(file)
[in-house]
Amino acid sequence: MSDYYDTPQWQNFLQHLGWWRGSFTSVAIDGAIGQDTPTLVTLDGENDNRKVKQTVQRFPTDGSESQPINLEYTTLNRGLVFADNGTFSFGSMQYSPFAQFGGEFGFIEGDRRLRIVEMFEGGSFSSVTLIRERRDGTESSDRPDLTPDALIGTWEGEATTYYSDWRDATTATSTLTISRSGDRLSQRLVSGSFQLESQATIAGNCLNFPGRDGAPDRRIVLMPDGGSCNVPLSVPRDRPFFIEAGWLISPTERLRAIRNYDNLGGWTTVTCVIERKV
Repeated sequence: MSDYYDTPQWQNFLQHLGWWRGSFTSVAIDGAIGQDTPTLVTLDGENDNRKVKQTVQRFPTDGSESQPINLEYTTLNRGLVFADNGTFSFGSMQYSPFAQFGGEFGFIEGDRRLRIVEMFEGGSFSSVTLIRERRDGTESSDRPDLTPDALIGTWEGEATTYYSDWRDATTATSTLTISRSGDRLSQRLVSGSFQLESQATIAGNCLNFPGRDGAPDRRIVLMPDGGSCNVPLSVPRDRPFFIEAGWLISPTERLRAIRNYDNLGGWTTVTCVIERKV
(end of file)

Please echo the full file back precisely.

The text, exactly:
[in-house]
Amino acid sequence: MSDYYDTPQWQNFLQHLGWWRGSFTSVAIDGAIGQDTPTLVTLDGENDNRKVKQTVQRFPTDGSESQPINLEYTTLNRGLVFADNGTFSFGSMQYSPFAQFGGEFGFIEGDRRLRIVEMFEGGSFSSVTLIRERRDGTESSDRPDLTPDALIGTWEGEATTYYSDWRDATTATSTLTISRSGDRLSQRLVSGSFQLESQATIAGNCLNFPGRDGAPDRRIVLMPDGGSCNVPLSVPRDRPFFIEAGWLISPTERLRAIRNYDNLGGWTTVTCVIERKV
Repeated sequence: MSDYYDTPQWQNFLQHLGWWRGSFTSVAIDGAIGQDTPTLVTLDGENDNRKVKQTVQRFPTDGSESQPINLEYTTLNRGLVFADNGTFSFGSMQYSPFAQFGGEFGFIEGDRRLRIVEMFEGGSFSSVTLIRERRDGTESSDRPDLTPDALIGTWEGEATTYYSDWRDATTATSTLTISRSGDRLSQRLVSGSFQLESQATIAGNCLNFPGRDGAPDRRIVLMPDGGSCNVPLSVPRDRPFFIEAGWLISPTERLRAIRNYDNLGGWTTVTCVIERKV